Mining Malware attacks Amazon’s FireTV

fireTV

A new strain of mining malware reaches the Android based TV systems, in specially Fire TV series, by Amazon.

If you have an Amazon FireTV and it stops playing videos suddenly and slows down, you may be attacked by something called ADB.Miner, which transforms televisions connected to the network into cryptocurrency mining equipment for the benefit of hackers, says experts from the International Institute of Cyber Security. The virus appears in the first instance when it is revealed as a test application calledcom.google.Time.Timer.

The original finding of this attack came from a XDA Developers Forum user, who complained about an application called “test”, which is not found in the appstore; this application appeared and forced the media content to stop. In worst cases, television collapses suddenly because it doesn’t process any input, as its processing capacity will be dedicated to cryptocurrency mining.

As with most kinds of mining malware, this strain uses the Fire TV system to undermine Monero using CoinHive, injecting the JavaScript code and by running it in background. According to experts who responded to the user, uninstall will not help unless users disable the Android Debug Bridge (ADB) on their devices. In the worst scenario, the most effective way to remove the virus would be to restore the TV to factory settings, losing all the stored data, depends on the user’s information security training level to prevent the worst scenarios.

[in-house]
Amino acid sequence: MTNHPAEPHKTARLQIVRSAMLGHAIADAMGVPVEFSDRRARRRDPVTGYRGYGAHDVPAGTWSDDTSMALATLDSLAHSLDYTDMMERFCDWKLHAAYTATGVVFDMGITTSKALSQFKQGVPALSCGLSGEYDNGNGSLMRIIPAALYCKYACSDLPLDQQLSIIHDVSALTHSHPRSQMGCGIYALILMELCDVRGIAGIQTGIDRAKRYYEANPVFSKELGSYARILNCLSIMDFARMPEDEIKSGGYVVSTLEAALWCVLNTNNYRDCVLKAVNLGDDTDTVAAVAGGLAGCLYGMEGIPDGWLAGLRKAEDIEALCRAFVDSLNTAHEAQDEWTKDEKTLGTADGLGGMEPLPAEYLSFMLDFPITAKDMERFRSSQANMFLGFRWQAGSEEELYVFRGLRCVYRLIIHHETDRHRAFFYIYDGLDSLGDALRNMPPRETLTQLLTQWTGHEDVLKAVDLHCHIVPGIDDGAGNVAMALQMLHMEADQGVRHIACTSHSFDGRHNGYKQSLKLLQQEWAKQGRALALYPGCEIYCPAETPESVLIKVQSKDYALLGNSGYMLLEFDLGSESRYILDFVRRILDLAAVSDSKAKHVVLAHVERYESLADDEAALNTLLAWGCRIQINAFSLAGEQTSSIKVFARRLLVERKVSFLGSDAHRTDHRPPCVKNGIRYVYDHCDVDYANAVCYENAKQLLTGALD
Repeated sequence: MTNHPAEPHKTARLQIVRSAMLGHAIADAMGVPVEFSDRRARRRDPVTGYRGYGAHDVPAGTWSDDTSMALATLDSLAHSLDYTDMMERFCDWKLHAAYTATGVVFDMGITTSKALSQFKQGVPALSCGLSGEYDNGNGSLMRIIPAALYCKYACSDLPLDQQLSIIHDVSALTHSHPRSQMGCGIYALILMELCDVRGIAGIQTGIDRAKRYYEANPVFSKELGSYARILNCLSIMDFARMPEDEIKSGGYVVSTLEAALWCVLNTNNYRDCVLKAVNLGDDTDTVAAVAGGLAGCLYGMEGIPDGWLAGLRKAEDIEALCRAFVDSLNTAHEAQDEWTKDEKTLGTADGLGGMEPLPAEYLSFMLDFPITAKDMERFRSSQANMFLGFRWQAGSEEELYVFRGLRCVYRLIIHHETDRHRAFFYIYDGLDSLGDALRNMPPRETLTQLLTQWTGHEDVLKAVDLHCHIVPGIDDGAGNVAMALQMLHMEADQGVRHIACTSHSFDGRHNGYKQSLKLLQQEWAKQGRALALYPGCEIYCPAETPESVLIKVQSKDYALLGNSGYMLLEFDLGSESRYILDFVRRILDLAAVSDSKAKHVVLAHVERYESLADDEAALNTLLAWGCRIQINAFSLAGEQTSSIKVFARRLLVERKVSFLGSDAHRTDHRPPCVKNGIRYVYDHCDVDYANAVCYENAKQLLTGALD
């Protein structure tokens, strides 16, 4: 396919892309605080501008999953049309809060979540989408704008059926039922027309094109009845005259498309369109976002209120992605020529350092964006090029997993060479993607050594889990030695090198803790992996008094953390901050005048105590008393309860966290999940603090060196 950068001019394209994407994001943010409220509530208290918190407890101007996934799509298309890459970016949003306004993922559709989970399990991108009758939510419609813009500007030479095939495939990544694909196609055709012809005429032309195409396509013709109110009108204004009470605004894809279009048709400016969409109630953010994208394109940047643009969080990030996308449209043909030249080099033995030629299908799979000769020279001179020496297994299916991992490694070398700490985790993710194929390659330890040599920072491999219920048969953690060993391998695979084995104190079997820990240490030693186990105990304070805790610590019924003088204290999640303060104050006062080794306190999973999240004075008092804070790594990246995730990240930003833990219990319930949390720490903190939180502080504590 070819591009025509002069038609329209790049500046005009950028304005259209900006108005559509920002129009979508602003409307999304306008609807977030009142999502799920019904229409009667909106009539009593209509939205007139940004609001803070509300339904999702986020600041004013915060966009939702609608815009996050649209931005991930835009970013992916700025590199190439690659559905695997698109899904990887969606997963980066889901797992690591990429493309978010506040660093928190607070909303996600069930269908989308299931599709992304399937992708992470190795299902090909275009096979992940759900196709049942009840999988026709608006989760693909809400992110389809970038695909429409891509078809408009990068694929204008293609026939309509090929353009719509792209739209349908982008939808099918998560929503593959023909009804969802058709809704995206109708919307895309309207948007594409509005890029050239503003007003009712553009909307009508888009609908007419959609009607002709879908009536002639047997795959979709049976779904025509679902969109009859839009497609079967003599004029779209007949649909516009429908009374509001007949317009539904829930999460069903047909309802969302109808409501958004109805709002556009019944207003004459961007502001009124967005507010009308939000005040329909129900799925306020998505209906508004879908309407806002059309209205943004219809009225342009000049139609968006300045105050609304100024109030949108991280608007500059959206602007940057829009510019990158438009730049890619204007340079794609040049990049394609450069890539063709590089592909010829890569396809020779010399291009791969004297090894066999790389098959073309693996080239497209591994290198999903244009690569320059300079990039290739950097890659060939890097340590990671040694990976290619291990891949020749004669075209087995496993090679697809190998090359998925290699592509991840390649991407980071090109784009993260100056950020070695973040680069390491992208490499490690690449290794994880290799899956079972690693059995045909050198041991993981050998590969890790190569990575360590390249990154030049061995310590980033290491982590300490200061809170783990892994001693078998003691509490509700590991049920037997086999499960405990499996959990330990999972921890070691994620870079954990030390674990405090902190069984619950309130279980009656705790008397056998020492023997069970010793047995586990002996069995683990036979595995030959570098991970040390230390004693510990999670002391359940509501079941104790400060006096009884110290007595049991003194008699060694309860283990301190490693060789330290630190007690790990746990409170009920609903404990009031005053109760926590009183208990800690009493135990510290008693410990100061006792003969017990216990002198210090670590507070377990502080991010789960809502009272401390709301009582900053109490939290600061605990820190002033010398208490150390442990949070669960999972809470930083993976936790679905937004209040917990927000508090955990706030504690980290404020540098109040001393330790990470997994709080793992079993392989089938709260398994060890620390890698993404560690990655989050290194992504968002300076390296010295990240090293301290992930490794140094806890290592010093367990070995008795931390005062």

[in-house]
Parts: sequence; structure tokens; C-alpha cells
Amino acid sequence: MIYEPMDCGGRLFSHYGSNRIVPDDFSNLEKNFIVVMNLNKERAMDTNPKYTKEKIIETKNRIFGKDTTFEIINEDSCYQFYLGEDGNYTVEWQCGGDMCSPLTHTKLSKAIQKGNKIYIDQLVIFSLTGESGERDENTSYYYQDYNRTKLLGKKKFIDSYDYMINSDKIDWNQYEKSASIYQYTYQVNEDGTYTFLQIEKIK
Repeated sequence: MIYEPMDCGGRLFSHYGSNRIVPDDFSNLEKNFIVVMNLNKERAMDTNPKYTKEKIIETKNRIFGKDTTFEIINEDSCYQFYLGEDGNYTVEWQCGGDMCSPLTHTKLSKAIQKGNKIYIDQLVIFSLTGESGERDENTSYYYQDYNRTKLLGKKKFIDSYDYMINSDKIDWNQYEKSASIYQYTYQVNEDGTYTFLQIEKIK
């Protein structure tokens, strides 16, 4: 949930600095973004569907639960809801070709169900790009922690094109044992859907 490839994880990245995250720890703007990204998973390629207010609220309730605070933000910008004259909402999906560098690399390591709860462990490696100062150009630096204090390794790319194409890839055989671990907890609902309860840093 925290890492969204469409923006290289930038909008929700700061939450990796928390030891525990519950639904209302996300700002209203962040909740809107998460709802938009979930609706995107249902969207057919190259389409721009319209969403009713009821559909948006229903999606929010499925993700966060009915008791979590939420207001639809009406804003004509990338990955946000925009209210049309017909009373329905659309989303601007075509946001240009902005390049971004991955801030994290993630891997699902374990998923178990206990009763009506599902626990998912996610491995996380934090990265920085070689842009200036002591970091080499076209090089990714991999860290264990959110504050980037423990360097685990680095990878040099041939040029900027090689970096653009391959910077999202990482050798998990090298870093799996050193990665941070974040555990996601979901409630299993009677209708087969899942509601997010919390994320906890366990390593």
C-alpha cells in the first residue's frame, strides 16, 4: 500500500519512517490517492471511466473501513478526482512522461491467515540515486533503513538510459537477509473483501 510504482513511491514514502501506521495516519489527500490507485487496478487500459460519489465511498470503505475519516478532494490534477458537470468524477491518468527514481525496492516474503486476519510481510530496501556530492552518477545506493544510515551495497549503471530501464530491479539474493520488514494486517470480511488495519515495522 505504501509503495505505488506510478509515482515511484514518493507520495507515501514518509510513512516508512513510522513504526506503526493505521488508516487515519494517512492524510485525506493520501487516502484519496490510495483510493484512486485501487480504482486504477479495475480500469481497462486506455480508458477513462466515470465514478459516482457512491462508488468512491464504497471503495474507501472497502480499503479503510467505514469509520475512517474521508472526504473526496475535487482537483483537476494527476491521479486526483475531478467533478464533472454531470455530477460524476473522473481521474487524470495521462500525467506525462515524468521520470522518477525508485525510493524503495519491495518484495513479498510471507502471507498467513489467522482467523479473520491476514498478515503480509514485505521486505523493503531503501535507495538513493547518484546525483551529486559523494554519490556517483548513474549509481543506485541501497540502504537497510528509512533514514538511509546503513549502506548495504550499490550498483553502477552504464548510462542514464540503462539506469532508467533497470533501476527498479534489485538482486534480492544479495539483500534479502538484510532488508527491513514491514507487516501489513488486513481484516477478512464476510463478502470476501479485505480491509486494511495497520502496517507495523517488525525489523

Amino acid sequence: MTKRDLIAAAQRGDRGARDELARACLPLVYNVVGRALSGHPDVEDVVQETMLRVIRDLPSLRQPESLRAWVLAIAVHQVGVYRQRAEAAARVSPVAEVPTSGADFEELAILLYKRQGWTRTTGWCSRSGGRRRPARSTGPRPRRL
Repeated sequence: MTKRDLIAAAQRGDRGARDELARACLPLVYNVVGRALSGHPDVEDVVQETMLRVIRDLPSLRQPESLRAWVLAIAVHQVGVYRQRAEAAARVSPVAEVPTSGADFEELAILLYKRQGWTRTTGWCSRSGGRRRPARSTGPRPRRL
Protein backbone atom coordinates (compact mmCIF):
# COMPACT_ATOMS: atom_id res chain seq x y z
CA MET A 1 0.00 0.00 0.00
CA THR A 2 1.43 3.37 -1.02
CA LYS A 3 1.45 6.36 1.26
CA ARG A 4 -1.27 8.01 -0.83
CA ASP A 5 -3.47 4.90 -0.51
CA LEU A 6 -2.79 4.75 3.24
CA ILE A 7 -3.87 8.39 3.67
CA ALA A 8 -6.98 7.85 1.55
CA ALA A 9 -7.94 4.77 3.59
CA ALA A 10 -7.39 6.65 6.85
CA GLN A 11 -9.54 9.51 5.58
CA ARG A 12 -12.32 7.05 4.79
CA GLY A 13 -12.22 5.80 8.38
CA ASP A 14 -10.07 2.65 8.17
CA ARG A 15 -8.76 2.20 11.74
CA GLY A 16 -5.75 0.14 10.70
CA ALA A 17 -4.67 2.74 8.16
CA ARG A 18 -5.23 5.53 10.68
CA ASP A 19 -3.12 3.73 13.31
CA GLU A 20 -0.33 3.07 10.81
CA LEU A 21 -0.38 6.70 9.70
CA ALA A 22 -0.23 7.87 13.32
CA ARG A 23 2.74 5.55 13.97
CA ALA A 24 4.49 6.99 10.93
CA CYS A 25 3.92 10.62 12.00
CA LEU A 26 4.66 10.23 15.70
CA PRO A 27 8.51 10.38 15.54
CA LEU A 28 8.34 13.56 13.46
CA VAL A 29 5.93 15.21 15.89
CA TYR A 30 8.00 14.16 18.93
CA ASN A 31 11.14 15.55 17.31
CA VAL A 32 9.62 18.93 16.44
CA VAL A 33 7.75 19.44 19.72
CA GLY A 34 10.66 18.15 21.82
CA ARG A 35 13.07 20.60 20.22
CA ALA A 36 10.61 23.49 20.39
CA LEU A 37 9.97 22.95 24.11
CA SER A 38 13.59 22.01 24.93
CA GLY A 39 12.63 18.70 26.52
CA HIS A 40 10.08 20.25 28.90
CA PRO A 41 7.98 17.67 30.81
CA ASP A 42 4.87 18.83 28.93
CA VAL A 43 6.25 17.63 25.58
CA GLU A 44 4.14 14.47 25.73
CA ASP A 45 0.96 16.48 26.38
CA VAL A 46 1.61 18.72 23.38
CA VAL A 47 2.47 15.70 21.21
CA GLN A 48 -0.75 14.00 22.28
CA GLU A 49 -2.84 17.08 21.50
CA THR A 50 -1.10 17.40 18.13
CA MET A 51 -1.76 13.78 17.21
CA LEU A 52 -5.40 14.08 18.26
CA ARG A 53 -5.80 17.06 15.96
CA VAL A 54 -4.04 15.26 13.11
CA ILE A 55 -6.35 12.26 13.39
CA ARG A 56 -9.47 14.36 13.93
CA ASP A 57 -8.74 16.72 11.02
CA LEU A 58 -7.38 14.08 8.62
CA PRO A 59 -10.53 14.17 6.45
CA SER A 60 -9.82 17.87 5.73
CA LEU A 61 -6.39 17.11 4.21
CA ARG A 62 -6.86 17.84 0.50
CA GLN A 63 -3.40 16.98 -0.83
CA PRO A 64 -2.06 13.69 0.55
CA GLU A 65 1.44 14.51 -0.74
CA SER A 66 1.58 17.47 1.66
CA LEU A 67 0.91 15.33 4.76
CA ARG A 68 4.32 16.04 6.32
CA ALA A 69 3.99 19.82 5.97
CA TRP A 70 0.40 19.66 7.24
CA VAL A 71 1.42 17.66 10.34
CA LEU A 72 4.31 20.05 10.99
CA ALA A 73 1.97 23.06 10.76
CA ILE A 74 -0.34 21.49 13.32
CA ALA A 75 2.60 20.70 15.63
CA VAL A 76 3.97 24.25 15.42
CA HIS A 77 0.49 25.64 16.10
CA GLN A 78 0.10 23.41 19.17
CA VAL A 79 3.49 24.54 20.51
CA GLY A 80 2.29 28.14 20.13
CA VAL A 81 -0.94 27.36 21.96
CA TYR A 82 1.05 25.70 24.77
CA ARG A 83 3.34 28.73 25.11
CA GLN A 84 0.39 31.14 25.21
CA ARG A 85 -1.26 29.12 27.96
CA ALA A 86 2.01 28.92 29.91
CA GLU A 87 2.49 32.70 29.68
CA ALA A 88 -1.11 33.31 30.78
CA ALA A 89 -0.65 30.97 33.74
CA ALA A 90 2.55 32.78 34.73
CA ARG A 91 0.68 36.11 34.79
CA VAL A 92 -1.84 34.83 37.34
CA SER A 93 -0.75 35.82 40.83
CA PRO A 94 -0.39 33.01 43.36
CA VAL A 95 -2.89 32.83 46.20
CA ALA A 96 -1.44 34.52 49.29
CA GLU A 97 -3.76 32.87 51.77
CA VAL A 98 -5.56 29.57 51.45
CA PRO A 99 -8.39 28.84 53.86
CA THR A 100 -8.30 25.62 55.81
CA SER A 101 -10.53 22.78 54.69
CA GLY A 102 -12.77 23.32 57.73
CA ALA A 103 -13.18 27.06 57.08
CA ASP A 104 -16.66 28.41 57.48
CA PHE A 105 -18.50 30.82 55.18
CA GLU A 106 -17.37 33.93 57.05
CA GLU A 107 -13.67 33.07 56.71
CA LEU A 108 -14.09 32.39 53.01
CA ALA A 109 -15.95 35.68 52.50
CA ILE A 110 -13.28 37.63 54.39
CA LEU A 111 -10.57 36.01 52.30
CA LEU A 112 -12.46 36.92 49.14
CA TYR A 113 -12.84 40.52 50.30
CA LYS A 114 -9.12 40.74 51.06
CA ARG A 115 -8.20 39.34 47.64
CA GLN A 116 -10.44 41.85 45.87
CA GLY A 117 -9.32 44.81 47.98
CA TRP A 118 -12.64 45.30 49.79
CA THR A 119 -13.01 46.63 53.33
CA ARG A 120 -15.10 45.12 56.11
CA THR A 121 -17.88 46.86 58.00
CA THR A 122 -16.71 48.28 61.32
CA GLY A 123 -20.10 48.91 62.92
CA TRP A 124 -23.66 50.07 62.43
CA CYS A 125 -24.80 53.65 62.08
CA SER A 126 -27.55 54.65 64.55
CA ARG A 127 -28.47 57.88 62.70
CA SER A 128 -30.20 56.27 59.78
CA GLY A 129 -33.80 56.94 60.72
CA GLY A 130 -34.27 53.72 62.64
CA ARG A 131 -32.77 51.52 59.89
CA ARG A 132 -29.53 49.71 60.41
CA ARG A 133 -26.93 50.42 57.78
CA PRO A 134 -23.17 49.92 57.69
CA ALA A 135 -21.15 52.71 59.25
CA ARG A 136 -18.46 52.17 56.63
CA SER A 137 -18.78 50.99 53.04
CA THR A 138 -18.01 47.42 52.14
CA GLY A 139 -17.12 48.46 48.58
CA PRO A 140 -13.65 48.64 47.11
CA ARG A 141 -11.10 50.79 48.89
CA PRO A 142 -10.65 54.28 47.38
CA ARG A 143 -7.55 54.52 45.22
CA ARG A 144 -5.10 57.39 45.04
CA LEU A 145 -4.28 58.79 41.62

This is not the first time we’ve heard of ADB.Miner. A few months ago, it managed to extend to 5,000 phones with Android operating system in just 24 hours.

Since the Amazon’s Fire TV runs on Android, it was only a matter of time before the virus also touched these devices. Netlab discovered that the mining malware scans devices for port5555, which normally uses the Android system for debugging.

This earlier version of ADB.Miner would extract from the phone natively to two mining groups instead of using JavaScript. Efforts to combat mining activity may have forced hackers to change the code to work with CoinHive.

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